My stethoscope, a blood pressure cuff, my computer. I placed all of these items in my bag, as Sandy grabbed her glucometer and placed it in hers. Wicha looked at us expectantly, waiting for us to signal that we were ready to see the 8 diabetic patients we had lined up for the day. It’s home visit time: Santiago edition.
We first took a tuktuk up to a more rural area of Santiago, where we found one of WK’s long-term diabetes patients, as well as two of his daughters. We sat down on the stools handed to us and asked him how he has been feeling. “It’s hard for me to walk,” he told us. “My legs are weak.” He doesn’t make eye contact, because he cannot see well.
“Do you have your glucose numbers?” we asked. “No,” said his daughters, who also both have diabetes. “We have a hard time seeing too, and we can’t read the numbers on the machine.” We brainstormed ways for one of the other family members to check his blood sugar before they go to work in the morning. We ran through his medications, looking through the boxes that sit on the cabinet in his bedroom. Sandy pulled out her glucometer. 157. “Not bad,” she said. “Especially after breakfast.”
We said goodbye and started walking to the next patient’s house, a woman with both diabetes and psoriasis. She greeted us and again offered us chairs. She has been taking methotrexate and is due to get labs done for monitoring. We provided her with a lab slip and talked about ways to treat the psoriasis flare she is currently experiencing. Her diabetes, on the other hand, is very well-controlled at the moment.
Later in the day, we stopped by the home of an elderly woman with diabetes who is wheelchair-bound, with a chronic non-healing ulcer. She is a newer patient for WK. Her daughter and son-in-law greeted us and invited us in. “She has a hard time seeing, but I think she noticed you coming in,” they told us. “Her ulcer is looking better after the antibiotics that Dra. Waleska gave us. We have been washing the ulcer twice daily like we were told.” We checked her blood pressure and blood sugar, and examined her leg. “It’s hard for us to go to appointments; she has been very confused.” We made a plan for Sandy to check back in a week, and made sure that they have Sandy’s phone number in case her leg is worsening in the meantime.
Our last patient of the day was an elderly woman who has been blind since childhood. We were let in by a woman she has hired to help her with cleaning and cooking, since she is unable to do so by herself. “It’s Wicha,” Wicha called out, as our patient made her way to her bed, feeling the wall to guide her. “Wicha!” our patient said, glad to hear her voice. Wicha explained to me, “She has a hard time following a diabetic diet. The woman who cooks for her does not make diabetic foods, and she has no family to help her. She does not choose what she eats.” We checked her blood pressure, and told her that it was a bit high. “I ran out of the blood pressure medicine a few days ago,” she told us. We looked through the medications at her bedside, which she distinguishes by touch, feeling the size and shape of each pill. On the shelf nearby, Sandy found a blister of enalapril, her blood pressure medication. “I found some right here. It fell out of the basket,” Sandy explained. I asked her if I can listen to her heart and as I leaned in with my stethoscope, she made a joke in Kaqchikel and smiled, “Let’s see if I have one!” We all laughed and I confirmed (in my much less eloquent Kaqchikel) that she does indeed have a heart. Sandy made a plan to come back next week to drop off more medication as well as draw blood to check her kidney function and hemoglobin A1c, a blood test to monitor diabetes control.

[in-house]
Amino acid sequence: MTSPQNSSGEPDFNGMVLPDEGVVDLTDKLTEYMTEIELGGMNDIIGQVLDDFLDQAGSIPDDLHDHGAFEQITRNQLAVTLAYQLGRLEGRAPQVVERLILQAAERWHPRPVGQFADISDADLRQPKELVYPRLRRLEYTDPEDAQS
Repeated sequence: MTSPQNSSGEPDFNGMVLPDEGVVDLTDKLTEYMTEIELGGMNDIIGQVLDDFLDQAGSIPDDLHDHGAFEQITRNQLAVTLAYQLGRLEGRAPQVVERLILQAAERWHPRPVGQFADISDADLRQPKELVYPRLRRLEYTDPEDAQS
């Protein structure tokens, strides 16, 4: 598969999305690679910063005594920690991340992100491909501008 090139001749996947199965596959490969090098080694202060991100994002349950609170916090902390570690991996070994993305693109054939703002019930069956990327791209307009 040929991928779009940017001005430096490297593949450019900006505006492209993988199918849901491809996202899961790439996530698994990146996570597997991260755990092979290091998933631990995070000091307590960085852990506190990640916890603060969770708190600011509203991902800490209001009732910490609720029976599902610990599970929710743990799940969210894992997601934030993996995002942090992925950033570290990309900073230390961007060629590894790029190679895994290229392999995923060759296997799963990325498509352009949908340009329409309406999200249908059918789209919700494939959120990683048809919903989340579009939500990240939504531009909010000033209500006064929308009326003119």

I am struck by the intimacy in these visits, and how much more I learn about patients by being welcomed into their homes. On a different day, I visited one of our patients who was paralyzed after falling off the roof several years ago while working as a construction worker. Every time I have visited him, he is in the same room in his house. On my last visit with him, I asked how often he was able to leave the house in his wheelchair. He admitted that he rarely leaves his home because he cannot get up the steep dirt slope that leads into his house, and it is a struggle to ask his wife to help him up the slope. Instead, he spends most of his days in the same room.
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Doing home visits in Guatemala makes me think of the ways our health systems, both in Guatemala and in the United States, frequently fail our patients. As medical providers, we often expect our patients to come to us and to make their way to sub-specialty appointments that are far from their homes and/or in unknown locations. When patients do not show up to these appointments, it is not common to hear a discussion about the barriers that lie between patients and their medical care–the distance, the cost of transport, the inability to leave work, the need for child care, the lack of accompaniment.
I appreciate that so much of the work we do here in Guatemala is focused on bringing care to our patients in whatever way they need – from home visits to accompaniment for complex care appointments in hospitals and other locations. When I return to the US, I plan to bring these principles to my patients there as well–maybe even starting with home visits.